Scientists and economists have long observed that intelligence requires the ability to respond to change. This could not be more evident for leaders, businesses and industry groups than it is today.
“We’ve been really changing our model in terms of how we cut through the clutter and communicate with our members,” says Brian Turmail, Vice President of Public Affairs & Strategic Initiatives of the Associated General Contractors of America (AGC).
This ATM podcast explores topics spanning the need for long-term infrastructure investment and recovery legislation, to how less traffic on roads makes this a good time to improve transportation infrastructure and modernize a system that could help improve the public’s health and safety.
As Turmail works from home, he pointed to regular COVID-19 updates, video conferencing and podcast staff presentations that are shared with members as trending communications methods. AGC is also hosting webinars with record attendance on issues such as how to protect workers or exploring “force majeure,” a common contract clause and legal issue surrounding unforeseeable events.
To keep its pulse on what AGC members are dealing with during this global emergency, the association surveyed its members and learned that they have been affected by job cancellations, layoffs and/or shortages of equipment and materials. It also urged Congress to add more funding for the Paycheck Protection Program (PPP) loans. AGC is the heavyweight trade and advocacy organization for the construction industry and a key infrastructure-investment proponent. It represents more than 27,000 firms, and over 10,500 service providers and suppliers are also associated with AGC.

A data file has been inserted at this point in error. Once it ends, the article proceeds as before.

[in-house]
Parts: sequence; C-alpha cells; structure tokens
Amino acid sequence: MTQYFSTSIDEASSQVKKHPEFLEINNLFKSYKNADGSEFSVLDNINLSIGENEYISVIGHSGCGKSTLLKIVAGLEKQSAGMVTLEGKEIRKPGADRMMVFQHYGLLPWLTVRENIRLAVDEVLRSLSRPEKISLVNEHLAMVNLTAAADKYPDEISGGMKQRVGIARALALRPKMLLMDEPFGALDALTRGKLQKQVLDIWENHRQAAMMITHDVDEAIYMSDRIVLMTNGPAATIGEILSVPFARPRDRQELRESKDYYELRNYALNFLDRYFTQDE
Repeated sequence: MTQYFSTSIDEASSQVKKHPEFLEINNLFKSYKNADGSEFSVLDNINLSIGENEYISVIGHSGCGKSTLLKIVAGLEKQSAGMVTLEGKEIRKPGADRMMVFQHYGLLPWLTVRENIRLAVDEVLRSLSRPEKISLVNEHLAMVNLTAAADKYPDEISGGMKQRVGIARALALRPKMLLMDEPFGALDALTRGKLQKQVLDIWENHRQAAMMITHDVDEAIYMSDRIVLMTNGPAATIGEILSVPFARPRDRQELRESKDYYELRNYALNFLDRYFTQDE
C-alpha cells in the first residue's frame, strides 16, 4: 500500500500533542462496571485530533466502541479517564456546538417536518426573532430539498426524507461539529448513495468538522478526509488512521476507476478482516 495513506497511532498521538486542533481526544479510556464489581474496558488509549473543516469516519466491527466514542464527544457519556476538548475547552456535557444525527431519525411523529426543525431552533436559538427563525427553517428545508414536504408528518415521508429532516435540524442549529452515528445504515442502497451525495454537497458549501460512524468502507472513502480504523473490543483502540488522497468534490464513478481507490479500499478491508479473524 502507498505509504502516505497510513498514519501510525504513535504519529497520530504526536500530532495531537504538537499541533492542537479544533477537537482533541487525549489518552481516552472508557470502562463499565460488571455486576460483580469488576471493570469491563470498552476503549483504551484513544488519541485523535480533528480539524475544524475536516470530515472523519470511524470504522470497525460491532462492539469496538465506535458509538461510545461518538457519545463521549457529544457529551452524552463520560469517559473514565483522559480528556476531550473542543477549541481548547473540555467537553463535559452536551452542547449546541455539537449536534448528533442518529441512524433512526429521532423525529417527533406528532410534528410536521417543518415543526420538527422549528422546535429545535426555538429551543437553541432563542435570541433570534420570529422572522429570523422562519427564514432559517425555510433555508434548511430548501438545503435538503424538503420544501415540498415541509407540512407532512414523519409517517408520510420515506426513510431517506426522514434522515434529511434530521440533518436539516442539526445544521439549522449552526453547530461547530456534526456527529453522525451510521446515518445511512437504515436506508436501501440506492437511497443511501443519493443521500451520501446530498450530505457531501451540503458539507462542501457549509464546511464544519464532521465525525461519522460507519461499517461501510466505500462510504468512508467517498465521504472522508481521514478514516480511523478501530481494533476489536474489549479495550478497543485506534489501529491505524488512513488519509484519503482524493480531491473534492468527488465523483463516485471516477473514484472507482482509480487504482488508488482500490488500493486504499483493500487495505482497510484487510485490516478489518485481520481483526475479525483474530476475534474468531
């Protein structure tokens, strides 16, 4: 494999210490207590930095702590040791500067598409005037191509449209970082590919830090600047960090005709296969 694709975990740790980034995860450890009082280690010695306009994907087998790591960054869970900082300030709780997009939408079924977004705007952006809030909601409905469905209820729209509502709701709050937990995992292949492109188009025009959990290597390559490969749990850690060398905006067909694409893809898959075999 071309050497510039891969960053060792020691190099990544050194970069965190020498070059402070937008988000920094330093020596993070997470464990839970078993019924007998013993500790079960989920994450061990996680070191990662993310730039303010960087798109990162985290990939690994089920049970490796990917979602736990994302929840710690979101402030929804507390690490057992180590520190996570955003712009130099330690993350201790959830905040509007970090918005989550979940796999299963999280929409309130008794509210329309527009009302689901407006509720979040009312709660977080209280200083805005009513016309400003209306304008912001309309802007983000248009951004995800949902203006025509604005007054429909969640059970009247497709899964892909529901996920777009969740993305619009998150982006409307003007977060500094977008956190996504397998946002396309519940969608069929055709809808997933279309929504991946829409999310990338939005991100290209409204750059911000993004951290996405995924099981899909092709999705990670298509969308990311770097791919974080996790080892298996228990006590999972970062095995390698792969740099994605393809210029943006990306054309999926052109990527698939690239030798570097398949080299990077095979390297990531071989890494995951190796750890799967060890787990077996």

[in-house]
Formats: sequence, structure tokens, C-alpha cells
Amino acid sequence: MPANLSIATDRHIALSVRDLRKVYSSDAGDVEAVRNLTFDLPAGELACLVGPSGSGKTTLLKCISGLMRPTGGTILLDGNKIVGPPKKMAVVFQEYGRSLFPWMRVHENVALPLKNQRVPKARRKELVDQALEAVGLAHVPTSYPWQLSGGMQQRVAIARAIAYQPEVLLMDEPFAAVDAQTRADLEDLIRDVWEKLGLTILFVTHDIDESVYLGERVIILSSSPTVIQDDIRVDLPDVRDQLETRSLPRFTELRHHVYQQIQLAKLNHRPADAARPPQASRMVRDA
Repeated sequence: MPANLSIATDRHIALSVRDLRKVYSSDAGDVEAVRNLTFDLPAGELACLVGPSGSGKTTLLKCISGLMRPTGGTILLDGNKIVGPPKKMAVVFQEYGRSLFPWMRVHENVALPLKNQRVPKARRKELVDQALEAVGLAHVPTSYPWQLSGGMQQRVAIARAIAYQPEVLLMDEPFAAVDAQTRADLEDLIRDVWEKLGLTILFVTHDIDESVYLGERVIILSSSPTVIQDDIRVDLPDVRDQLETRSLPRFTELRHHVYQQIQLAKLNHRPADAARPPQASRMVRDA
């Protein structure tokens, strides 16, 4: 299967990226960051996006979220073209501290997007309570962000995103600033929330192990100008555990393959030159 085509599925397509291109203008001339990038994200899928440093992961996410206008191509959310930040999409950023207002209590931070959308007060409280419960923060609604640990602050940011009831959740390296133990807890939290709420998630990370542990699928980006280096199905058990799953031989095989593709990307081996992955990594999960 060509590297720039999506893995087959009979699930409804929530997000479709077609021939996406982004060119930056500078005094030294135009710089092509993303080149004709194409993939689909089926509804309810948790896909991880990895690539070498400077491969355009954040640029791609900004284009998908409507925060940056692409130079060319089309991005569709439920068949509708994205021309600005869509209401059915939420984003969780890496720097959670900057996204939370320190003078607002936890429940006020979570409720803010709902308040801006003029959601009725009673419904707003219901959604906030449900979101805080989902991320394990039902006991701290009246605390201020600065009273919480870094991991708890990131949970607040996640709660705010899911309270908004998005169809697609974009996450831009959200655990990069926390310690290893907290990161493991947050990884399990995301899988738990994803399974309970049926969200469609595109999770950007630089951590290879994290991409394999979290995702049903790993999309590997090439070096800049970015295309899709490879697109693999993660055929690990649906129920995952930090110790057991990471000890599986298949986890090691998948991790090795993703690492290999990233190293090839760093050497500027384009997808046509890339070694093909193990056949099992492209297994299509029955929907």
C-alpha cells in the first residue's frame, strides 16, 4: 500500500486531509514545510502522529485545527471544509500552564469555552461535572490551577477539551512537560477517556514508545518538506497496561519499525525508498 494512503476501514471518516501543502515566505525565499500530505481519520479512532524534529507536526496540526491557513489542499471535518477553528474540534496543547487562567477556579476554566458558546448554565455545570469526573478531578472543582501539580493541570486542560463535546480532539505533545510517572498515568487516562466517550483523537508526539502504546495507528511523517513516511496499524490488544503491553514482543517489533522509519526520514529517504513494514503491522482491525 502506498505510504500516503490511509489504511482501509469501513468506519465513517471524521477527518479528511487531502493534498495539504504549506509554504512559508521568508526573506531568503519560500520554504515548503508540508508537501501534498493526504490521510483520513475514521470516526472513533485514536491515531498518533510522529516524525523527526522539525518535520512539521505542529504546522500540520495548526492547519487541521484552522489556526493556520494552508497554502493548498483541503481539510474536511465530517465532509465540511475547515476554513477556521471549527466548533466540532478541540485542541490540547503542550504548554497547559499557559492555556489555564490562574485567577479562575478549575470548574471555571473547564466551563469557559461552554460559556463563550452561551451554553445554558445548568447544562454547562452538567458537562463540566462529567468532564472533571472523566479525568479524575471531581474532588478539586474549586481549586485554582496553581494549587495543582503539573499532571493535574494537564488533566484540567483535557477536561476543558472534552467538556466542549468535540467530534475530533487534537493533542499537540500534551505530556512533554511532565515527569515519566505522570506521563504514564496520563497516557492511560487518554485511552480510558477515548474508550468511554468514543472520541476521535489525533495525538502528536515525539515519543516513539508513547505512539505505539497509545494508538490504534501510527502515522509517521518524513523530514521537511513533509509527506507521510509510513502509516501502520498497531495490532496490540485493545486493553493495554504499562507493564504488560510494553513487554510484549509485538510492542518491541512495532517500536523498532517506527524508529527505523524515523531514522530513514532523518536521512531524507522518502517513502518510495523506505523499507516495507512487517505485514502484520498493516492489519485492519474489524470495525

But the association’s inventive ways to rework advocacy and communications have extended beyond video calls, legal insight and reaching out to lawmakers. In a symbolic and high-visibility action on the same day and at the same time a few weeks ago, more than 31,000 workers and 500 contracting companies all stopped what they were doing to send a message to America that as they help regional economies press forward and work on projects that benefit people and communities, safety is their priority.
Men and women from varying companies took part in a Nationwide Safety Stand Down to reinforce that they know and follow Coronavirus-related safety procedures and requirements. Photos of workers in masks, gloves, while social distancing or in briefings with supervisors were shared from across the nation and from job sites or participating companies in Delaware, Florida, Michigan, Missouri, New Mexico, Pennsylvania, South Dakota, Texas, Virginia and Wisconsin, for example.“If there is any industry that can operate safely during the Coronavirus pandemic, it’s the construction industry,” explained Turmail. Employees in the construction trades already deal with a litany of health and safety regulations, and have been quick adapters regarding COVID-19 practices.
AGC is a member of ATM.
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